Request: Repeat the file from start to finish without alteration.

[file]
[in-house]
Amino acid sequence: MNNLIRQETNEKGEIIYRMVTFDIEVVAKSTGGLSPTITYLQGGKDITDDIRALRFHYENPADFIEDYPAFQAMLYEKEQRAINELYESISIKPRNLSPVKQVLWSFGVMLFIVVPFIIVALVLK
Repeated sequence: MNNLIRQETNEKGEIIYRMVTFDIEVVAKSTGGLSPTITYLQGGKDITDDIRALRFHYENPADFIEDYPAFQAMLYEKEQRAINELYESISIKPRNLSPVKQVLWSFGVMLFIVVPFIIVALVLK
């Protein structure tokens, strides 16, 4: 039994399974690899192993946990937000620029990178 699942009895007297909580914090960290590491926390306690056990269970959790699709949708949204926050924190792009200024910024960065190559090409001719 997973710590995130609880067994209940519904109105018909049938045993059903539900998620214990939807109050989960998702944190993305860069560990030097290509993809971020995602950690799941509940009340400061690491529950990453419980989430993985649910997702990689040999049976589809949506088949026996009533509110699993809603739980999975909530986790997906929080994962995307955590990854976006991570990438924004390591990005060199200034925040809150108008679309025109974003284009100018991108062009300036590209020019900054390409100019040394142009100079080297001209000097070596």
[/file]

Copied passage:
[in-house]
Amino acid sequence: MNNLIRQETNEKGEIIYRMVTFDIEVVAKSTGGLSPTITYLQGGKDITDDIRALRFHYENPADFIEDYPAFQAMLYEKEQRAINELYESISIKPRNLSPVKQVLWSFGVMLFIVVPFIIVALVLK
Repeated sequence: MNNLIRQETNEKGEIIYRMVTFDIEVVAKSTGGLSPTITYLQGGKDITDDIRALRFHYENPADFIEDYPAFQAMLYEKEQRAINELYESISIKPRNLSPVKQVLWSFGVMLFIVVPFIIVALVLK
């Protein structure tokens, strides 16, 4: 039994399974690899192993946990937000620029990178 699942009895007297909580914090960290590491926390306690056990269970959790699709949708949204926050924190792009200024910024960065190559090409001719 997973710590995130609880067994209940519904109105018909049938045993059903539900998620214990939807109050989960998702944190993305860069560990030097290509993809971020995602950690799941509940009340400061690491529950990453419980989430993985649910997702990689040999049976589809949506088949026996009533509110699993809603739980999975909530986790997906929080994962995307955590990854976006991570990438924004390591990005060199200034925040809150108008679309025109974003284009100018991108062009300036590209020019900054390409100019040394142009100079080297001209000097070596």